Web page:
Chris Loh, on Thursday August 22, 2013, the owner of the Iron Door saloon as well as the Spinning Wheel Ranch, in Groveland, Calif.

Michael Macor/San Francisco Chronicle/Getty Images

THE RIM FIRE’S BURN ZONE SITS north of Yosemite and almost due East of San Francisco, just below California’s bent elbow — a vast expanse of wilderness speckled by small, conservative-leaning mountain towns. One of them is Groveland, which boasts 600 residents, a surprisingly good pizza joint, and the Iron Door, which claims to be California’s oldest saloon. For decades, the bar has been owned by the Barsotti family; their daughter, Corrina, now runs it with her husband Chris Loh. In 1983, when the 5-year-old Corrina arrived in Groveland, the place felt lightyears from her early childhood spent wandering around backstage at Grateful Dead shows. When her Asian-American husband showed up from Oakland after college, his alienation was even more acute. “It was so openly racist at that time, you know?” Loh tells me as we walk from behind the bar to the dining room in back. 

But the Lohs made Groveland home; when the Rim Fire burned through the area, it destroyed multiple buildings on their land. Since then, while serving beers to locals and firefighters, they’ve heard every possible theory about what actually happened in August 2013. Groveland’s favorite watering hole was the social network where information spread. “When you have a little rumor in a little town,” Chris tells me, “it has legs and it runs.”

None ran faster or farther than the one about the illegal weed farm. Less than a week after the Rim Fire started, Twain Harte Fire and Rescue Chief Todd McNeal explained to a community meeting that the fire was “highly suspected” to have started at an illegal marijuana grow operation in the forest near the point of origin. At the time, locals tell me there were many covert weed farms in the surrounding forests — it seemed everyone had a friend who’d seen an elaborate grow op on a hike — so the theory held purchase. A video of McNeal’s presentation was shared to YouTube and shown on many local news broadcasts. It would be a week before the U.S. Forest Service released a statement implicating an unnamed hunter’s escaped campfire, and by then the marijuana farm rumor had spread throughout the county: on Facebook, at local bars, over the phone.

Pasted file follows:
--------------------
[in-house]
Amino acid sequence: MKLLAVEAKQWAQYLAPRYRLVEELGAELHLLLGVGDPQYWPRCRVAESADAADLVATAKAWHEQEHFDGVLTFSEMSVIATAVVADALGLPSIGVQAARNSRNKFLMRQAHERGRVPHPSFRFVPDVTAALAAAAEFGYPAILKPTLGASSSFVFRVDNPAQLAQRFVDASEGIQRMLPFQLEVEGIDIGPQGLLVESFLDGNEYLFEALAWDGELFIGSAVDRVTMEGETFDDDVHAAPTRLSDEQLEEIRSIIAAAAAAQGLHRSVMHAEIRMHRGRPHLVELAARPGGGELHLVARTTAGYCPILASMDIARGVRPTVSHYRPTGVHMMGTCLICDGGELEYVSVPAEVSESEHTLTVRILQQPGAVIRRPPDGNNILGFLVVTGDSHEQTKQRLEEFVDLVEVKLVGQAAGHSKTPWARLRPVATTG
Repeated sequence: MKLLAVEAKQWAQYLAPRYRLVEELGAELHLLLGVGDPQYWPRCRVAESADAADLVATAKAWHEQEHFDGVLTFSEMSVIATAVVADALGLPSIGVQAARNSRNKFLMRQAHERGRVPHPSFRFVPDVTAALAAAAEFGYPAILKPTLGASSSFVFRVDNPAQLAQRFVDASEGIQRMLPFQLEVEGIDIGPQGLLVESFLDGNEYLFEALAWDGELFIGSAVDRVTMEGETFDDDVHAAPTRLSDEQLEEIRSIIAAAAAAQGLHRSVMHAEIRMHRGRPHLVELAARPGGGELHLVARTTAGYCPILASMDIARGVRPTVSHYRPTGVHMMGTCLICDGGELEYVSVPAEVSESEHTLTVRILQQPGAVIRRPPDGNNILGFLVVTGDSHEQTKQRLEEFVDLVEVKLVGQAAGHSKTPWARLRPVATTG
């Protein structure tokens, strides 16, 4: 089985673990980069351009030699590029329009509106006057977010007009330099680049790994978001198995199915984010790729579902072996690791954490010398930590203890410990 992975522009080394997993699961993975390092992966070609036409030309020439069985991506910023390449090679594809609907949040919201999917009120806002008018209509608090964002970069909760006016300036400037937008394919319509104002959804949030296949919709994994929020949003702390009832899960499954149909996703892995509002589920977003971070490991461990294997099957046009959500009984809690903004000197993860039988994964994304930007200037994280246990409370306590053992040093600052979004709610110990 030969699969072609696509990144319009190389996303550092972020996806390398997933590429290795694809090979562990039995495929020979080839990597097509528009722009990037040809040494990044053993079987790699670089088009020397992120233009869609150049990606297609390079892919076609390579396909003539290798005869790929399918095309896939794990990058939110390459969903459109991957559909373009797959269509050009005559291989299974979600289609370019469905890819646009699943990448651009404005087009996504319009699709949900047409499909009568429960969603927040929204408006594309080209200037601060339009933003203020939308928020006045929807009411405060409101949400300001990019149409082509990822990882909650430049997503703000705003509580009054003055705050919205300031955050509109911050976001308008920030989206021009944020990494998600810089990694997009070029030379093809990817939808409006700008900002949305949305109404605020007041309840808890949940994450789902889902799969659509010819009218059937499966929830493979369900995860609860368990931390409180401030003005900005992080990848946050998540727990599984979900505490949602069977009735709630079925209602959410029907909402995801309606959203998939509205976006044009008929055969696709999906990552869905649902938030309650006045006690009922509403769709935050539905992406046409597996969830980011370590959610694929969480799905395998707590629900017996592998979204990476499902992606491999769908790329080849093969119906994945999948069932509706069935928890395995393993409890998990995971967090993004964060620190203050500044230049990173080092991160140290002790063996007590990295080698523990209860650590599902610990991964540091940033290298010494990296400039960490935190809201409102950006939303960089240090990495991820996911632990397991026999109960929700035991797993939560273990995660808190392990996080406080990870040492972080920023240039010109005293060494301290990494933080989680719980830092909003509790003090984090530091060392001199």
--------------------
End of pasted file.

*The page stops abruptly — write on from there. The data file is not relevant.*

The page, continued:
The Lohs heard a slightly different variation of McNeal’s theory from a local family, who also own property not too far from the point of origin. That story, which I was told a handful of times during my reporting, was that the Drug Enforcement Administration had busted a Mexican grow operation in the area and chose to burn the seized marijuana onsite rather than lug it from the steep canyon. The DEA then supposedly lost control of the burn, sparking what would become the Rim Fire.

Corrina’s neighbors had told her that they spotted the seized marijuana from their property and called the local power equipment shop to see if anyone had rented a chipper. According to their telling, no one had. “They have to either burn it or they have to chip it…” Corrina trails off with a raise of her eyebrows. Chris leans over to remind her that I’m recording our conversation. Corrina shifts in her seat and adds, “I don’t know if that’s true. It’s just hearsay … but that’s what I heard.”

At the same time the grow-operation story was spreading, a second theory circulated. Marty McDonnell owns Sierra Mac River Trips, which leads rafting and kayaking tours down the Tuolumne. He was at his office, a quarter-mile from the Rim of the World Vista, where he saw the first plumes of smoke from the canyon and called the fire in. From his view up on Highway 120, he was close enough to see the CAL FIRE helicopter fly into the canyon.

Less than an hour after the rescue, a friend in the Forest Service told McDonnell that a hunter had started the fire. But minutes later, according to McDonnell, the friend called back and said the case was now subject to a gag order, so McDonnell couldn’t repeat what he’d just heard. McDonnell tells me he believes the authorities wanted to keep Emerald’s name a secret to avoid corrupting evidence and also to shield the firestarter from furious community members seeking revenge. “There were people who were so unbelievably pissed off about this fire,” he says. “The Forest Service was protecting the guy because they worried that if the news got out of who had started it then someone would just go kill him.”